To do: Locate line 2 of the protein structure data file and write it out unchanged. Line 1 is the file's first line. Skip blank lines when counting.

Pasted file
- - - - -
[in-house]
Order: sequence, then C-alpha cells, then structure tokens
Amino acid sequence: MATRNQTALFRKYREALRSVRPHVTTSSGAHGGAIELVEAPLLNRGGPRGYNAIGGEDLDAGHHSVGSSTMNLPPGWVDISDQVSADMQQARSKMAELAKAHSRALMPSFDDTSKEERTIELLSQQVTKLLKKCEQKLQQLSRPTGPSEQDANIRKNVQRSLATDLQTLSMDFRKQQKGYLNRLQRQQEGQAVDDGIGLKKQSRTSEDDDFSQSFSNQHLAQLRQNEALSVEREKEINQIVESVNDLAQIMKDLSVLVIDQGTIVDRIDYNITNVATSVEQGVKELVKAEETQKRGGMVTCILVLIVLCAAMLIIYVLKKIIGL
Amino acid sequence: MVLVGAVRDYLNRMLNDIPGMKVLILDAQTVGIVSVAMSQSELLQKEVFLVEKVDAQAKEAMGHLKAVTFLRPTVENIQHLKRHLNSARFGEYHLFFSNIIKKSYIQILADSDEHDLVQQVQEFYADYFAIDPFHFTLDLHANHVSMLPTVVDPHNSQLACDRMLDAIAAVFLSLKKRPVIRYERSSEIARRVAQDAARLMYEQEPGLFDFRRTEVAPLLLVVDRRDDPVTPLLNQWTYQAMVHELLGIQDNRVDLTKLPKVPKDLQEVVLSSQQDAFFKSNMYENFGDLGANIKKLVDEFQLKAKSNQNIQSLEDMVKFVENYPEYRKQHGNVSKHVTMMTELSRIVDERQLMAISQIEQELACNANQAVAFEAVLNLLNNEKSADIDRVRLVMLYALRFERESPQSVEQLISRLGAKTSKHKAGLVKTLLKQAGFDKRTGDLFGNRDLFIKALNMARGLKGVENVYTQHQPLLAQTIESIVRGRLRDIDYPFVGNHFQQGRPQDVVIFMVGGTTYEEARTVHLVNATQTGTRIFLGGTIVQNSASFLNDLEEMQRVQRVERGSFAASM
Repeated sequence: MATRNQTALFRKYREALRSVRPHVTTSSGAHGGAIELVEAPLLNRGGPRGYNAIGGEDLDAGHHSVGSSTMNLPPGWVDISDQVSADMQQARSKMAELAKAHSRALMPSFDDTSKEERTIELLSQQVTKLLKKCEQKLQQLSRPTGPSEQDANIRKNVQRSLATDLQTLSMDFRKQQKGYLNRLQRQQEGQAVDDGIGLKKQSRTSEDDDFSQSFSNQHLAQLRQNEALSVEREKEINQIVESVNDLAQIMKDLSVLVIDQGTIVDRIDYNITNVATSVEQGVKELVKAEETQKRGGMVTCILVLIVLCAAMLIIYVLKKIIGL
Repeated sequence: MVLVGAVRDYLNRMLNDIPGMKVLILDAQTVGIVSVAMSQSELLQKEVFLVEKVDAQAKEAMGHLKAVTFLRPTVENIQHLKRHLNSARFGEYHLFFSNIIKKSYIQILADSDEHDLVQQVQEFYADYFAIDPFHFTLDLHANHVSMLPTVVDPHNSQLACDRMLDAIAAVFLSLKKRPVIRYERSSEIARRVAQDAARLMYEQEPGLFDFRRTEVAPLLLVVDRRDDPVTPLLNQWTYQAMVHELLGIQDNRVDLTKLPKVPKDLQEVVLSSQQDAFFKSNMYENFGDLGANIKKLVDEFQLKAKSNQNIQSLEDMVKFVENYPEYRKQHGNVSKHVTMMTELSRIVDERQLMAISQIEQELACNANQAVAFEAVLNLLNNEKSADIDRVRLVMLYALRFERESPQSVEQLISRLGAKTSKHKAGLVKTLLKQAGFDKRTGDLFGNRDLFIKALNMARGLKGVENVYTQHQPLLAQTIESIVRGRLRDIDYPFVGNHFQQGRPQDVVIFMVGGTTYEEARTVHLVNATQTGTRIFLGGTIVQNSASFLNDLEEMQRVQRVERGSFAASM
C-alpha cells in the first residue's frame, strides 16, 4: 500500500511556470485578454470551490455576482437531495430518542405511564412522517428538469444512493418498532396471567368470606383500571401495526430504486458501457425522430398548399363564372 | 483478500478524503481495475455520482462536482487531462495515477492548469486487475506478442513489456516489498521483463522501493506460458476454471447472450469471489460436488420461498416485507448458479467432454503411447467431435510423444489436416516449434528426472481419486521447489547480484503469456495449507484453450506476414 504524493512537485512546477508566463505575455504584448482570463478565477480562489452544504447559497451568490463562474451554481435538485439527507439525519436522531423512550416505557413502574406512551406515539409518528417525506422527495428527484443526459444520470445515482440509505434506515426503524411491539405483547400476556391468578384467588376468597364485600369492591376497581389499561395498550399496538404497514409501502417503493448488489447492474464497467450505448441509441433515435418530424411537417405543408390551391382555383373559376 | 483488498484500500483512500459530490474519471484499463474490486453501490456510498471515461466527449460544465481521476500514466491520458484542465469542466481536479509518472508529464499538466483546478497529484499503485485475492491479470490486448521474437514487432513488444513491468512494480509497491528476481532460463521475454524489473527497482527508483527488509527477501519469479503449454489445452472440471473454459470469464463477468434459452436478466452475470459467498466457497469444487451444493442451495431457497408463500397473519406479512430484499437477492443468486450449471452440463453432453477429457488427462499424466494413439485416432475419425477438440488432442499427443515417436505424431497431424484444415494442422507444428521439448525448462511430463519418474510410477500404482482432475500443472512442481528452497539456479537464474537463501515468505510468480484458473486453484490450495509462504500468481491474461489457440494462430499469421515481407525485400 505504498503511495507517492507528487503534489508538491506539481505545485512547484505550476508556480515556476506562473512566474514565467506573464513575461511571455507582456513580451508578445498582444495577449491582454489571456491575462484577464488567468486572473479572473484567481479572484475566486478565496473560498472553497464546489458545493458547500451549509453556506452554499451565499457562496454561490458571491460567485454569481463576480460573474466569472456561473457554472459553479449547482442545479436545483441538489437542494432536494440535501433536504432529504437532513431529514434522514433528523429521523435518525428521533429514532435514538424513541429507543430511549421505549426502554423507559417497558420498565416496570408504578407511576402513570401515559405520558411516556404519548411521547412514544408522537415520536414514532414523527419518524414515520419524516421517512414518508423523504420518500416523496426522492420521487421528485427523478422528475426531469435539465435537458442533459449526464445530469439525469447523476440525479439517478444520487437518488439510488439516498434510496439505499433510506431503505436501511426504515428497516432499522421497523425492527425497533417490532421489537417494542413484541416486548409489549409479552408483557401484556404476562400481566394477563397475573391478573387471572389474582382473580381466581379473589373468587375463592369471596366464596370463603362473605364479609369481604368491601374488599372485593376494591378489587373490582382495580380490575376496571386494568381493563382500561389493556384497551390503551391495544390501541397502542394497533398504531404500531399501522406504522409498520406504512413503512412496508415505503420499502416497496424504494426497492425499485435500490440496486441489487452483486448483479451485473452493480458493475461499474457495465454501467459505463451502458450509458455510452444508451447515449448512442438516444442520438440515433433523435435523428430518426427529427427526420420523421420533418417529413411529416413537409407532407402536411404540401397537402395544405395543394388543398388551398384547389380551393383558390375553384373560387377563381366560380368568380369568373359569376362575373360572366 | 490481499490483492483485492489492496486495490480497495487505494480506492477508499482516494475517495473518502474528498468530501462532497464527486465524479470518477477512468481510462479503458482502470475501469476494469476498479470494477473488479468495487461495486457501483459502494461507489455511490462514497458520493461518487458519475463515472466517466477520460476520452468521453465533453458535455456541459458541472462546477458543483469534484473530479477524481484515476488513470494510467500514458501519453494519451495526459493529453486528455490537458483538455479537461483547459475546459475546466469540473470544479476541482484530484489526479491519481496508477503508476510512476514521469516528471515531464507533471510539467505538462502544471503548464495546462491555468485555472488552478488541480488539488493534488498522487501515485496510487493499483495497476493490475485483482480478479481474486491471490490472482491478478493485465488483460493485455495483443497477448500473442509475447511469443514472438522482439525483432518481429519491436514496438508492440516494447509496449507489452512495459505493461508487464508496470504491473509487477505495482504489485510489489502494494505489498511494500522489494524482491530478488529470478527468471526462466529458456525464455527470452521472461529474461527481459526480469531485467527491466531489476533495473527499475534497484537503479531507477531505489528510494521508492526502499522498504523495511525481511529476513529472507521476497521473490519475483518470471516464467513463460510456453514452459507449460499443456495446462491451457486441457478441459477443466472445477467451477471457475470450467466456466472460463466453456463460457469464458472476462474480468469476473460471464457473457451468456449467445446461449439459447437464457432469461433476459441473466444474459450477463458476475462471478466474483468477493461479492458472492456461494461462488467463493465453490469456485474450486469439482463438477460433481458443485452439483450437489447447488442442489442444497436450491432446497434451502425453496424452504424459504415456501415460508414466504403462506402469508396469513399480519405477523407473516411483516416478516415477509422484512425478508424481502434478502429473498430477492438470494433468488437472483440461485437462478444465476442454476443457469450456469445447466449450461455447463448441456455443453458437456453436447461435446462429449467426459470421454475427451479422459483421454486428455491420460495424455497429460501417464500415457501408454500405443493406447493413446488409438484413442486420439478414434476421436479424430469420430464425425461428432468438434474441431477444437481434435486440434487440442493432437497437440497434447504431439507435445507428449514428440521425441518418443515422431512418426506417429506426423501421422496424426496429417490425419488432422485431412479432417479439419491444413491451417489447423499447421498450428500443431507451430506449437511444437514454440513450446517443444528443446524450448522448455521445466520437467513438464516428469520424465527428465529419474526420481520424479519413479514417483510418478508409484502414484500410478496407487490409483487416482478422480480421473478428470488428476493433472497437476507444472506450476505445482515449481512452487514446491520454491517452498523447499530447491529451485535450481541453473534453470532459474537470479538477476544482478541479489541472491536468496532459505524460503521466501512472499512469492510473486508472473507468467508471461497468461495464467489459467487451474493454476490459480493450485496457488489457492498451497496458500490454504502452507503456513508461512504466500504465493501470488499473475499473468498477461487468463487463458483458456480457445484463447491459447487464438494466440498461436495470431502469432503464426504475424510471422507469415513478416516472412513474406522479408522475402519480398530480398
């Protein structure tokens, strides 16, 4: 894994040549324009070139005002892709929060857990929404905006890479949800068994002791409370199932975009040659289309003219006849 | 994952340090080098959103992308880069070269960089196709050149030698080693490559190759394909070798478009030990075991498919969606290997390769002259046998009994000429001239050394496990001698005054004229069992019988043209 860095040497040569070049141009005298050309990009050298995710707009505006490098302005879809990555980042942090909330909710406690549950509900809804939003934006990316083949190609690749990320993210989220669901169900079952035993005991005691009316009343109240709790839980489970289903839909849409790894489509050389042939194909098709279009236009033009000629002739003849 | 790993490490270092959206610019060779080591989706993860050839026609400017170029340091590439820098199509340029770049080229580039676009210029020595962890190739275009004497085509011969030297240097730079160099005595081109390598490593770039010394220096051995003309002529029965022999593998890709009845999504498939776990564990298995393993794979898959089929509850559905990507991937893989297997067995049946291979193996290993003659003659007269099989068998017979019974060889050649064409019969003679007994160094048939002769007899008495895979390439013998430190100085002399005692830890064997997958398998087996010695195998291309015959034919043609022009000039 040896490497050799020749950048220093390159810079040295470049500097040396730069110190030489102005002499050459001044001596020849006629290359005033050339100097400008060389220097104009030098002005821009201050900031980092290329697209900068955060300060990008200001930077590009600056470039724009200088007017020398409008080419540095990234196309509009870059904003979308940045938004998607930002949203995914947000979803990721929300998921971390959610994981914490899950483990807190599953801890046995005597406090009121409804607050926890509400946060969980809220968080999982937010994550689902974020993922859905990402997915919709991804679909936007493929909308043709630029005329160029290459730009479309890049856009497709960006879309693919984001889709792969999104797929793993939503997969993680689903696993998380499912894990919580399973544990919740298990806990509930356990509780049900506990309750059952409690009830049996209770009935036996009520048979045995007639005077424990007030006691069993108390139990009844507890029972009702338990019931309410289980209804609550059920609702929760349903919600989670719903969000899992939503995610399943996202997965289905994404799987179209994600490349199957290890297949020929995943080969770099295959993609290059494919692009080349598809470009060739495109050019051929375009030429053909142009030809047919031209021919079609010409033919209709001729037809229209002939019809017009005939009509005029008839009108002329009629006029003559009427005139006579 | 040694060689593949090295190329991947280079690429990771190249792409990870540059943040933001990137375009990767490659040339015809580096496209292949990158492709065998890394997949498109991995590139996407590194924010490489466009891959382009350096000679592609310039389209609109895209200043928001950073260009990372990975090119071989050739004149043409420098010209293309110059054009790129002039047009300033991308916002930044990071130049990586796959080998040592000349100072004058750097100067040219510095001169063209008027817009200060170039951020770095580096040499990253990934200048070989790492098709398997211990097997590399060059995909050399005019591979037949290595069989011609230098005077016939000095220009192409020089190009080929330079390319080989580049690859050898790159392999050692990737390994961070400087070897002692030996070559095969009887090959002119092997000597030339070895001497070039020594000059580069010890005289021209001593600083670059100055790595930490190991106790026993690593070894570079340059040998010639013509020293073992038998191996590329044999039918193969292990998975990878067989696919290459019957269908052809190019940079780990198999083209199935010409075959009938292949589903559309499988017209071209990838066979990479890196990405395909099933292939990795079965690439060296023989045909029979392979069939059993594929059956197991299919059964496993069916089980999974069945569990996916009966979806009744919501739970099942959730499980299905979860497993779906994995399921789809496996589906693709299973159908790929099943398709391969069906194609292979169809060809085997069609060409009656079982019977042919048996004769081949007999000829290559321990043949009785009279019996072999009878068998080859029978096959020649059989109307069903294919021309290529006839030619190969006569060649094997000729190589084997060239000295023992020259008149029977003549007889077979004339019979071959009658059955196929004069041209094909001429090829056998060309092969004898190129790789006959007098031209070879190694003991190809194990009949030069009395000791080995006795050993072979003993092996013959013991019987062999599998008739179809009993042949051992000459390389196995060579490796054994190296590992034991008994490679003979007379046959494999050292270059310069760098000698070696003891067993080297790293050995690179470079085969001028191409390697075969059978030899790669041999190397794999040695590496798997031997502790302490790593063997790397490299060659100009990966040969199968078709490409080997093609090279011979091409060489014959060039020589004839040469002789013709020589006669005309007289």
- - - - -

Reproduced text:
Order: sequence, then C-alpha cells, then structure tokens